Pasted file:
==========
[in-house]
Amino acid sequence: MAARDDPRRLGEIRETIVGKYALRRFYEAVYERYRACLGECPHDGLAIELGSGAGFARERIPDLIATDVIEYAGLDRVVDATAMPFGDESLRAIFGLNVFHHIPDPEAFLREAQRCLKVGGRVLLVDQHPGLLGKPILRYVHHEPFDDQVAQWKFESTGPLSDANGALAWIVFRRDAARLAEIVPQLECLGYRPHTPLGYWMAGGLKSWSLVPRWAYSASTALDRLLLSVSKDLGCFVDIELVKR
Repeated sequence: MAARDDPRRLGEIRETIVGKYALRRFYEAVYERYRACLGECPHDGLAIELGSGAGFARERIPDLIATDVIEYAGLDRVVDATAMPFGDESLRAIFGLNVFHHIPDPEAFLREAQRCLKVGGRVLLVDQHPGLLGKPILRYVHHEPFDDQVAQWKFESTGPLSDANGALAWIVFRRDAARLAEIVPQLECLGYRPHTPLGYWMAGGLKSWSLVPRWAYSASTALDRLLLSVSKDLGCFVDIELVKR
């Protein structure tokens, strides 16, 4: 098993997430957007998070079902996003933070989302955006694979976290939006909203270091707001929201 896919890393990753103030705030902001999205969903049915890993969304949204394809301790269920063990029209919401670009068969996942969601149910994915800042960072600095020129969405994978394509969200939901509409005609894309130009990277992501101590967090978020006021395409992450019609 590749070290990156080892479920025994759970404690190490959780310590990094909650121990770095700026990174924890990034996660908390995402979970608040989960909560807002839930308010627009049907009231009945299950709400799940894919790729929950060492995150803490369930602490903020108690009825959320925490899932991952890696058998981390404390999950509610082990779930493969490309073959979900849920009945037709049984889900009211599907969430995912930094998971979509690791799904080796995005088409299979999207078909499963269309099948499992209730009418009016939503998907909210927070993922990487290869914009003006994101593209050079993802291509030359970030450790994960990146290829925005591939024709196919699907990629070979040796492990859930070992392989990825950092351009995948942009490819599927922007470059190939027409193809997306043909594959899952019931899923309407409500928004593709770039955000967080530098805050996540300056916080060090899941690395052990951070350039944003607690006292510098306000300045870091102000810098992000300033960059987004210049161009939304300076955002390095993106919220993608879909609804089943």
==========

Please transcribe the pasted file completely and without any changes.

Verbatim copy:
[in-house]
Amino acid sequence: MAARDDPRRLGEIRETIVGKYALRRFYEAVYERYRACLGECPHDGLAIELGSGAGFARERIPDLIATDVIEYAGLDRVVDATAMPFGDESLRAIFGLNVFHHIPDPEAFLREAQRCLKVGGRVLLVDQHPGLLGKPILRYVHHEPFDDQVAQWKFESTGPLSDANGALAWIVFRRDAARLAEIVPQLECLGYRPHTPLGYWMAGGLKSWSLVPRWAYSASTALDRLLLSVSKDLGCFVDIELVKR
Repeated sequence: MAARDDPRRLGEIRETIVGKYALRRFYEAVYERYRACLGECPHDGLAIELGSGAGFARERIPDLIATDVIEYAGLDRVVDATAMPFGDESLRAIFGLNVFHHIPDPEAFLREAQRCLKVGGRVLLVDQHPGLLGKPILRYVHHEPFDDQVAQWKFESTGPLSDANGALAWIVFRRDAARLAEIVPQLECLGYRPHTPLGYWMAGGLKSWSLVPRWAYSASTALDRLLLSVSKDLGCFVDIELVKR
């Protein structure tokens, strides 16, 4: 098993997430957007998070079902996003933070989302955006694979976290939006909203270091707001929201 896919890393990753103030705030902001999205969903049915890993969304949204394809301790269920063990029209919401670009068969996942969601149910994915800042960072600095020129969405994978394509969200939901509409005609894309130009990277992501101590967090978020006021395409992450019609 590749070290990156080892479920025994759970404690190490959780310590990094909650121990770095700026990174924890990034996660908390995402979970608040989960909560807002839930308010627009049907009231009945299950709400799940894919790729929950060492995150803490369930602490903020108690009825959320925490899932991952890696058998981390404390999950509610082990779930493969490309073959979900849920009945037709049984889900009211599907969430995912930094998971979509690791799904080796995005088409299979999207078909499963269309099948499992209730009418009016939503998907909210927070993922990487290869914009003006994101593209050079993802291509030359970030450790994960990146290829925005591939024709196919699907990629070979040796492990859930070992392989990825950092351009995948942009490819599927922007470059190939027409193809997306043909594959899952019931899923309407409500928004593709770039955000967080530098805050996540300056916080060090899941690395052990951070350039944003607690006292510098306000300045870091102000810098992000300033960059987004210049161009939304300076955002390095993106919220993608879909609804089943």